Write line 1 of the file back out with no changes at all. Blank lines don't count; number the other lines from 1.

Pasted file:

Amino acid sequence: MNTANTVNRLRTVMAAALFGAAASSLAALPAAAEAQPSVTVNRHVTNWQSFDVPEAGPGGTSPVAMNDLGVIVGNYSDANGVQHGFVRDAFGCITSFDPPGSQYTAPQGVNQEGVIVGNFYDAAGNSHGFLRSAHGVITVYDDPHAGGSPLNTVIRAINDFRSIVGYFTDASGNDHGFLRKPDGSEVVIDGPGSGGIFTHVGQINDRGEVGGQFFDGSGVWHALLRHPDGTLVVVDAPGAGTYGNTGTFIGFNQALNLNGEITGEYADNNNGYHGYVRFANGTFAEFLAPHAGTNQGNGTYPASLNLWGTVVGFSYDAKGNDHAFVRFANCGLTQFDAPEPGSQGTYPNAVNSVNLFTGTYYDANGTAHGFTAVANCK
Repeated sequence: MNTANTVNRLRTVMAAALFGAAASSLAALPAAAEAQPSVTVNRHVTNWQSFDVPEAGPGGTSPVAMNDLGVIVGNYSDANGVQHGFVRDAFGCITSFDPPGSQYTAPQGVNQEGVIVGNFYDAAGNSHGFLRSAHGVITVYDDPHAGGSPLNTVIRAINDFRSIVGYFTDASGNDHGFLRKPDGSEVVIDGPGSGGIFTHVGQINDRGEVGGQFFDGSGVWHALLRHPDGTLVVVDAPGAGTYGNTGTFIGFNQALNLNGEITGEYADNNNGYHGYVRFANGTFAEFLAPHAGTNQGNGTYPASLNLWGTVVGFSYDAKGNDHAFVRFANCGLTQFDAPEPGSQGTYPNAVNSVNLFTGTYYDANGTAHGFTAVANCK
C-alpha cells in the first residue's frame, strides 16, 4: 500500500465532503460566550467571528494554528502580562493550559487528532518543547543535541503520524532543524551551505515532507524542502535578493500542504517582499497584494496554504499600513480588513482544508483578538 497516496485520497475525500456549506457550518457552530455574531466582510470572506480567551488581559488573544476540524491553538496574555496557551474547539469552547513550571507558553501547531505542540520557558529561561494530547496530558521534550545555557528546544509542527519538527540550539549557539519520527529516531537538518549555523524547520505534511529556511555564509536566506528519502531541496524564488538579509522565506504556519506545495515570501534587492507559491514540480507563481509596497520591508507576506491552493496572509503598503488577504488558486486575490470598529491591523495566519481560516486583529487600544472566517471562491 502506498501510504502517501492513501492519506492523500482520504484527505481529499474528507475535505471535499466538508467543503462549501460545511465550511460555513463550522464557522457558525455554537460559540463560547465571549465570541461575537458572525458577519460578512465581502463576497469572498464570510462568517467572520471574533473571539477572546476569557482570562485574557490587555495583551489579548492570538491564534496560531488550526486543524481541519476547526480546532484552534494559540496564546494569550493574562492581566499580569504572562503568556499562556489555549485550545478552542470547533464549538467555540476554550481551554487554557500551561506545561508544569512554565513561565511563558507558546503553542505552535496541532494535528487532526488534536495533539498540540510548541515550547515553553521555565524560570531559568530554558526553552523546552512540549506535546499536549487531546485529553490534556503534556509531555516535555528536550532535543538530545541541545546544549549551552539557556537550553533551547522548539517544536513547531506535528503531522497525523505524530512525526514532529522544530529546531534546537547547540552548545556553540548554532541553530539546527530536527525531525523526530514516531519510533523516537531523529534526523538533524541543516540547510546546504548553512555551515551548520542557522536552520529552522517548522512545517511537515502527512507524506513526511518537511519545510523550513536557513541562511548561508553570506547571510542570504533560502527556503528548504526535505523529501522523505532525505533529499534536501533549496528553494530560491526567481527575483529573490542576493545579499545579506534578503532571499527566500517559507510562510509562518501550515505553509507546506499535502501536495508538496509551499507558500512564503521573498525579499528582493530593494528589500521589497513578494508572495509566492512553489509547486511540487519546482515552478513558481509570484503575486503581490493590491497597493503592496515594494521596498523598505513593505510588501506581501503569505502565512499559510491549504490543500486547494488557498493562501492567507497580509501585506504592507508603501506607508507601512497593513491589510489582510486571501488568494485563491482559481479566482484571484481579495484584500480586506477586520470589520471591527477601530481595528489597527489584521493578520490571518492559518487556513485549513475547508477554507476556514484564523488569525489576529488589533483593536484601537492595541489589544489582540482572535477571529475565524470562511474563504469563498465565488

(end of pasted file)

Amino acid sequence: MNTANTVNRLRTVMAAALFGAAASSLAALPAAAEAQPSVTVNRHVTNWQSFDVPEAGPGGTSPVAMNDLGVIVGNYSDANGVQHGFVRDAFGCITSFDPPGSQYTAPQGVNQEGVIVGNFYDAAGNSHGFLRSAHGVITVYDDPHAGGSPLNTVIRAINDFRSIVGYFTDASGNDHGFLRKPDGSEVVIDGPGSGGIFTHVGQINDRGEVGGQFFDGSGVWHALLRHPDGTLVVVDAPGAGTYGNTGTFIGFNQALNLNGEITGEYADNNNGYHGYVRFANGTFAEFLAPHAGTNQGNGTYPASLNLWGTVVGFSYDAKGNDHAFVRFANCGLTQFDAPEPGSQGTYPNAVNSVNLFTGTYYDANGTAHGFTAVANCK